Classification societies have also been working closely together with shipowners to develop solutions. “For the shipowner, CM brings increased reliability in an increasingly competitive market by avoidance of unexpected breakdown,” says Jorg Rebel, head of machinery conditioning for Germanischer Lloyd. “Unexpected breakdown of critical components means high consequential loss of income, particularly for cruiseship and ferry operators.”

According to Rebel, classification societies must support shipowners and operators to achieve this benefit. “There needs to be cooperation and the ability to provide analysis between owner and class,” he notes. “You need to build up knowledge about specific condition monitoring techniques in the frame of pilot projects.”

Germanischer Lloyd has worked with operator TT-Line on gaining specific experience with CM on its passenger vessel Nils Holgersson. “We worked closely with the company on this pilot project by monitoring a number of essential components,” adds Rebel. “Once CM tools have been designed and piloted the class society can provide type approval of both hardware and software used and then look to provide an initial implementation survey, final approval and then regulate annual surveys.”

The use of CM techniques has been brought to the attention of the International
Association of Classification Societies, which is currently working on a set of common rules that will be approved and tested. “IACS is working on a new revision of the rules with specific emphasis on planned maintenance and condition monitoring,” says Rebel.

CM techniques have also been developed for lubricant analysis and emission monitoring. “Oil-based CM, when applied efficiently not only helps to find failure, but also improves reliability and bottom line,” according to Danny Shorten, senior specialist at Lloyd’s Register. “However, it needs to be looked at from a managerial aspect rather than in terms of preventing failure.”

“Sensor solutions and the ability to look at debris in real time is the next significant step.”

Lloyd’s Register has been investigating the monitoring of lubricants by sensor. “Sensor solutions and the ability to look at debris in real time is the next significant step,” adds Short. “But this is still very much a lab project and the investment is not available on vessels.”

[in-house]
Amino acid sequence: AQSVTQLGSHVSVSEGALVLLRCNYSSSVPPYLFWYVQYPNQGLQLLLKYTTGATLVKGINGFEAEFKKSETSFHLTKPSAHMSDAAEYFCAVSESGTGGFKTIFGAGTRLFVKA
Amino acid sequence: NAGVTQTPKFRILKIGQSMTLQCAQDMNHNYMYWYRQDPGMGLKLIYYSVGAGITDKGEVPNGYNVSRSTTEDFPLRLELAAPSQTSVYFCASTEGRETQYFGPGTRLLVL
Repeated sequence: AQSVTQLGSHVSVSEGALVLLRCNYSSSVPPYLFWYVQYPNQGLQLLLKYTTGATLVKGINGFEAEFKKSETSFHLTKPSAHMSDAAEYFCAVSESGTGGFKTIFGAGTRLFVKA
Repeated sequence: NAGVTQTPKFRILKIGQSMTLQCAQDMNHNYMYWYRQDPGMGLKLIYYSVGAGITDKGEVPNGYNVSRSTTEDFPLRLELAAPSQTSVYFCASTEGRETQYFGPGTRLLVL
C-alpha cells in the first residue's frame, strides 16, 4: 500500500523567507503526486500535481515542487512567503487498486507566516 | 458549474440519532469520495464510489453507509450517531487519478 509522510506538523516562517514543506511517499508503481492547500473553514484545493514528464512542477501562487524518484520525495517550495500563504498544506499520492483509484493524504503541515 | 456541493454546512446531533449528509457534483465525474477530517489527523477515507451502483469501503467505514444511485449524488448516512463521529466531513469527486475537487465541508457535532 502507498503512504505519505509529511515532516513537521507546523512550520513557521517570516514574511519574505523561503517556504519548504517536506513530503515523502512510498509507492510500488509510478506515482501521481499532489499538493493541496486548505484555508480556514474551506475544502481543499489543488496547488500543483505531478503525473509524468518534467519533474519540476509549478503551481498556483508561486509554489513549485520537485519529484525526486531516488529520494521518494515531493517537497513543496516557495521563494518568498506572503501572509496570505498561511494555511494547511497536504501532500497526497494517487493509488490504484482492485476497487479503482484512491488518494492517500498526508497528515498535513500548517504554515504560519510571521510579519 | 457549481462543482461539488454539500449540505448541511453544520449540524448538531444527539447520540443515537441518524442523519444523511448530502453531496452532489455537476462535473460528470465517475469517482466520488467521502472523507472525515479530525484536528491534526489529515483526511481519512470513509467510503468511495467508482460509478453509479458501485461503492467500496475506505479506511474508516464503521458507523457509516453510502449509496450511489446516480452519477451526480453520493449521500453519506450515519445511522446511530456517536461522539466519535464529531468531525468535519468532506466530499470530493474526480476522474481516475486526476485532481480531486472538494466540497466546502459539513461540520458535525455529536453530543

Comparative statistical methods hope to be able to develop a knowledge-based approach to management of CM data. The use of CM techniques could also assist in regulatory compliance to the latest emissions regulation under Annex VI of the Marpol regulations.

Restrictions on sulphur emissions were introduced in 2005 with the first Sulphur Emission Control Areas (SECAs) in the Baltic Sea. According to Simon Brown from Martek Marine, the shipping industry will come under pressure from green lobbyists to exceed IMO timescales: “The introduction of Annex VI hasn’t reduced emissions; they have just been formalised. This will ultimately create more pressure on the shipowner.”

The changes involve a lowering of the sulphur content of bunker fuel for all vessels including cruiseships from 1.5% to 0.5% within emission control areas and the creation of new SECAs in other parts of the world. The new North Sea SECA will come into force on 21 November 2006 with full implementation 12 months later.

Under the new rules, the sulphur content of bunkers is capped at 1.5% for ships operating in a SECA with a global cap by mass of 4.5%. “Emissions monitoring has its place, and integration with online technology will allow data to be collected at pre-determined level,” says Brown. “This data can then provide proof of compliance with the new regulations.”